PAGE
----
Of course, Indians have reactivated old landing grounds at Daulat Beg Oldie, Fakuche and Nyoma, all of them in the Indo-Tibet border regions, raising concern in Beijing; though far short of similar capability enhancement undertaken by the Chinese in Tibet.

There is obviously an effort to demean India’s status among ASEAN countries. A few of them had either progressed sea bed exploitation with Indian partnership, or stated openly in favour of greater Indian involvement in the region. Indian stocks bowing low also reduces its influence on its south Asian neighbours, whom China courts.

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Image: Prime Minister Manmohan Singh with leaders of ASEAN countries during a meeting in Cambodia
Photographs: Samarang Pinh/Reuters

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The Chinese concerns

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It could also be to keep India more focused along its own borders thus alleviating threat perceptions that Pakistanis suffer, with their heavier deployments along the Afghan borders.

What has also unnerved China lately, is Myanmar moving out of orbit and the impact on the Chinese neighbourhood. Further, the professed shift of American prowess eastwards, combined with a withdrawal from Afghanistan that allows greater focus and resources to the east, add to it.

There is also the long, even and strengthening Indo-Japanese relationship and the latter quite forcefully defining its territorial claims; the detention of men on board two Chinese fishing trawlers in East China Sea being a case in point.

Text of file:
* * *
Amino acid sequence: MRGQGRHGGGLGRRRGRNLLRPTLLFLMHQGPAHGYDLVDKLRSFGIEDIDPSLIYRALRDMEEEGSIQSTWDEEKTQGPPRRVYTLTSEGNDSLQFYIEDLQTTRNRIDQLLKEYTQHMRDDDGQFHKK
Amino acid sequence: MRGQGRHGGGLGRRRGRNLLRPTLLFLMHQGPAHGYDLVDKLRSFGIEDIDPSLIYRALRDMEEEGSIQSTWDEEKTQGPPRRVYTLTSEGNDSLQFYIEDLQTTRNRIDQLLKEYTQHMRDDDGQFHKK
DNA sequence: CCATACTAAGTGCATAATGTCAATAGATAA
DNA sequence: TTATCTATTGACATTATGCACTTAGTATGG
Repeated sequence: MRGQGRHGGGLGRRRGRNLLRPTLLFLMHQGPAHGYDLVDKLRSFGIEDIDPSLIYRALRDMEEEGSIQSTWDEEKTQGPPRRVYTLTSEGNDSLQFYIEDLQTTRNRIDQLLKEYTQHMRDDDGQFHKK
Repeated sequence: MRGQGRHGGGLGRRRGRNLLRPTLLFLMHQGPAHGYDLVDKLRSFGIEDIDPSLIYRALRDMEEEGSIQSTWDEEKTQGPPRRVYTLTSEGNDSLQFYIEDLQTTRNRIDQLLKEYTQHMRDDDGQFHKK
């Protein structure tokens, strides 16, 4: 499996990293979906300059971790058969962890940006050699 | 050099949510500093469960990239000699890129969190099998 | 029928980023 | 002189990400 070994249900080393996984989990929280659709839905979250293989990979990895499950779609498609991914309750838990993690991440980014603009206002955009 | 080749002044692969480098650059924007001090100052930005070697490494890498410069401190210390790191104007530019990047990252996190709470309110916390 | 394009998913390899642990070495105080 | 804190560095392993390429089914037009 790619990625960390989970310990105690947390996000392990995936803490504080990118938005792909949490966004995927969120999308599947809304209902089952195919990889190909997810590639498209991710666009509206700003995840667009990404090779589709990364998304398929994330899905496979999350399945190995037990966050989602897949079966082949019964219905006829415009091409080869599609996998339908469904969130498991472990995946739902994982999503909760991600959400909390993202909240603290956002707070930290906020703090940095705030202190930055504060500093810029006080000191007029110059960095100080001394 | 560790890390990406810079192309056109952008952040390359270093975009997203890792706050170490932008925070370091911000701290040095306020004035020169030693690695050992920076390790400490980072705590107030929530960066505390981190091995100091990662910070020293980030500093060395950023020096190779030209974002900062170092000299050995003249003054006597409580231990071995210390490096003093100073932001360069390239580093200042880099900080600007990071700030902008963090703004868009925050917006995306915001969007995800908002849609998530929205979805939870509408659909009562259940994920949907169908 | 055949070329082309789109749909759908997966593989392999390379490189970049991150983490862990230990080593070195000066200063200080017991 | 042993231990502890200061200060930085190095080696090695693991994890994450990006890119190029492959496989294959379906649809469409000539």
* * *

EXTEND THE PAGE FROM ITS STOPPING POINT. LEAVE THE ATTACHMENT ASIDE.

Perhaps, the Chinese also gamble on the Indian leadership underplaying such incidents to pass the message to its citizens of everything being under control. With the elections scheduled in 2014, such expediency is neither rare nor new in democracies.

The fact of the Indian economy losing momentum, the plethora of financial irregularities, slow pace of financial reform also emphasise the vulnerability presenting an opportunity to the Chinese to snub India.

The incidents are also possible indicators of greater militarisation of the Chinese top leadership; it’s propensity for using force that may also reflect in its domestic governance.

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Image: A China Coast Guard vessel (front) sails near a Japan Coast Guard vessel in the South China Sea
Photographs: Reuters

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All is not advantageous for China

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The Indian response, beyond getting its road and rail network in its border states in place and modernising its military inventory and diplomatic counter-manoeuvres, needs to include an equitable military measure.

Post the Pakistani incursions in 1999 in the Kargil area, and the attack on the Indian Parliament by Pakistan- based terror groups, the entire Indian Army was mobilised. It  isn’t that such a step is called for, but the parallel is quoted to put the range of possible options in perspective.

Upping the ante along the borders has its own demerits for the Chinese. It serves to push India closer to the US thus strengthening the latter’s Asian pivot.

As on date, the Chinese can definitely expect a bloody battle, though being militarily superior.

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Image: Indian and U.S. soldiers pose for pictures during a joint military exercise in Kumbhirgram
Photographs: B Mathur/Reuters